Winston-Salem is known for excellent health care and cuttingedge medical research. But it is important to remember that the roots of our current medical community can be traced to Bethabara, founded in 1753 and the Moravians’ first North Carolina settlement (about seven miles from Salem). Among the initial group of men was the 31-year-old Norwegian, Dr. Hans Martin Kalberlahn, the first surgeon to practice medicine in this part of the state. After Dr. Kalberlahn’s unexpected death in 1759, he was followed by a succession of doctors and other care givers until Dr. Samuel Benjamin Vierling, age 24, arrived in Salem on February 22, 1790, having recently completed his medical training in Berlin. He married a Salem woman shortly after his arrival, and sadly she died in March 1792, leaving him with an infant. He re-married in August of the same year. The family continued to grow, and for 12 years they lived in one of the early half-timbered houses on Main Street, but a larger home was necessary. The Vierlings chose the highest location in Salem and construction for their new home began in 1801. By June 1802, the stately brick house of three stories, with a cellar and an attic, was completed and the family, which by then included five children, moved in. Three more children would be born between 1804 and 1811. For the last 30-plus years, the interpretive themes in the Vierling House have been fairly straightforward: the Vierling family, Dr. Vierling’s role as the surgeon, physician, and apothecary, with minor acknowledgement of his role as the dentist and veterinarian, and early medical practices in Wachovia. The information has been presented by costumed interpreters with some hands-on demonstrations and traditional exhibits of medical instruments, equipment, and books. That is about to change, and it is very exciting that Old Salem now has the opportunity to enliven the Vierling family members by incorporating current research that will add new, vibrant, family stories. These stories will connect members of the family and the household servants to their extended families, friends, and colleagues in the community. The Vierling household was very busy, as many households are today. At one point, around 1807, about 12 people lived there, and an additional seven (household help and assistants to Dr. Vierling) were coming and going on a daily basis. Dr. Vierling also served on various community and church committees, and he maintained an active interest in current events, music, and up-to-date medical discoveries. When the Vierling House was built, it was the largest private dwelling in Salem. It is actually a three-story house, but because the stairs to the third floor were enclosed and secured with a door in the 19th century, only two floors have been interpreted. Part of the new plan is to reopen access to the third floor and interpret that large space, which was probably a sleeping area for servants and perhaps some children. It also could have served as a convenient storage space. At first it seems like an attic, but the stair balusters (currently not visible) are turned and painted, the gable ends are plastered and painted, there are four working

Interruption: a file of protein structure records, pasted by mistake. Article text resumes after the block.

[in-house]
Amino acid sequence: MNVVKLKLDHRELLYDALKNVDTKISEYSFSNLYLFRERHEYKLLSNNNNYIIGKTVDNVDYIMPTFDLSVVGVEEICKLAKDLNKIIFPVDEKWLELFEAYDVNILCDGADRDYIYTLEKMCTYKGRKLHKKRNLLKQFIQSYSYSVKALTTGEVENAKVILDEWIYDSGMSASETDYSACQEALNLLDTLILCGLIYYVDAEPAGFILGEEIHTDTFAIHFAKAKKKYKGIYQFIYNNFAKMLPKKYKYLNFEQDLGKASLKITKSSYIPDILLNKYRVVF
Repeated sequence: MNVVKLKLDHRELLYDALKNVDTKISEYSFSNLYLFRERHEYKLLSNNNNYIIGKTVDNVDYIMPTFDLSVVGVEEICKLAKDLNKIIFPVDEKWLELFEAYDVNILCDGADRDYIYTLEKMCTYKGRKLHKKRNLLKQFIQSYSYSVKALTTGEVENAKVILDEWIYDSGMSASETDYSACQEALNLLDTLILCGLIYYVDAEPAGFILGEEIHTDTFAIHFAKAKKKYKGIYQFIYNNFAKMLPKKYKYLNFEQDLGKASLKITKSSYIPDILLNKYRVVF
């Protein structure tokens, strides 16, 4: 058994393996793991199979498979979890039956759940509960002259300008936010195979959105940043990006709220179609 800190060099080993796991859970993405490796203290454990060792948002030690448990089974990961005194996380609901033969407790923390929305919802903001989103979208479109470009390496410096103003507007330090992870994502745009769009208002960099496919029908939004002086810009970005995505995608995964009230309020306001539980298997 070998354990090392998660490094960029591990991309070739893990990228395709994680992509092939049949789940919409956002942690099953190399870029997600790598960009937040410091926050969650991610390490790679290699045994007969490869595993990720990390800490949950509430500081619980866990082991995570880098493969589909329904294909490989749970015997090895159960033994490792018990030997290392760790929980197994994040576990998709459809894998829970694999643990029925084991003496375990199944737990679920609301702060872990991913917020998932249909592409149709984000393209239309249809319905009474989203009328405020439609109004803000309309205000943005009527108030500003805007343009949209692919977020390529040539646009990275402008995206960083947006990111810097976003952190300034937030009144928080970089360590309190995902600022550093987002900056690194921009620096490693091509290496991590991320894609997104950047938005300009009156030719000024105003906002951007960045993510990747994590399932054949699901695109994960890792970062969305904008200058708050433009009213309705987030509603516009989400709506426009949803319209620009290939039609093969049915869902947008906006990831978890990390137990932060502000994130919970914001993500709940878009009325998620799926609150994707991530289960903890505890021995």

windows, and there is an attic above this floor—all components that support the function of the third floor as a integral part of the household. The restored Apothecary shop is on the first floor. Here the costumed interpreters talk about Dr. Vierling’s role as the apothecary, how he made or acquired medicines, and the raw materials he used, such as herbs. Additional hands-on demonstrations with reproduction apothecary equipment will enhance this experience. To date, the interpretation in the parlor, dining room, and kitchen has been primarily about the immediate members of the Vierling family. The new interpretation will draw on the vast knowledge about the family members, their activities, friends, interests, daily routines, school, and seasonal celebrations to offer engaging and thoughtful glimpses into life in Salem. Every effort will be made to make the first floor handicapped accessible by means of a wheelchair lift to the back porch. For those who cannot go upstairs, a virtual tour will be available by means of an electronic device. The second floor of the house has four rooms. Currently two connecting rooms have a medical exhibit. The third room is a furnished period bedroom, and a fourth room is for staff use. Care for the sick and injured, as well as preventive medicine (for instance, inoculations and vaccinations for smallpox, fresh water, more fresh meat instead of saltpreserved meat, and outdoor exercise for school children) were core elements of the Moravian culture and supported their quality-of-life philosophy. Therefore, the new plan will dedicate all four rooms to a much expanded medical and health story that will not only highlight the medical history of Salem, but also will compare and contrast 18thcentury medicine and pharmaceuticals with 21st-century comparables. Because the Moravians kept such extensive records and there is so much information available, we plan to use computer stations where visitors can learn more about the diseases, injuries, medical conditions, and treatments, as well as public health ideas. Early medical and surgical instruments will also be highlighted. The complex health care system, which included the physician/surgeon, midwives, sick-nurses, home-care families, the sick rooms in the Choir houses and the schools, and the night watchman, will also be explained. In addition, the loving care for the dying and the preparation for burial and funerals will be covered. A world-wide medical timeline will help to put our local medical history into context. The name of the site will be changed to the Doctor’s House and Apothecary Shop, to make it more immediately clear to visitors what they will see. The exhibits and the associated technology will be designed by Staples & Charles, Ltd. of Washington, D.C., and Small Design of Cambridge, Massachusetts. Locally, we have had excellent input from physicians who are members of the Old Salem Board of Trustees and from representatives from the Wake Forest University School of Medicine. We are very grateful to the John Wesley and Anna Hodgin Hanes Foundation—and some individual donors—for their financial support. An opening date during 2015 – 2016 is planned. Paula Locklair is Vice President of Education at Old Salem Museums & Gardens.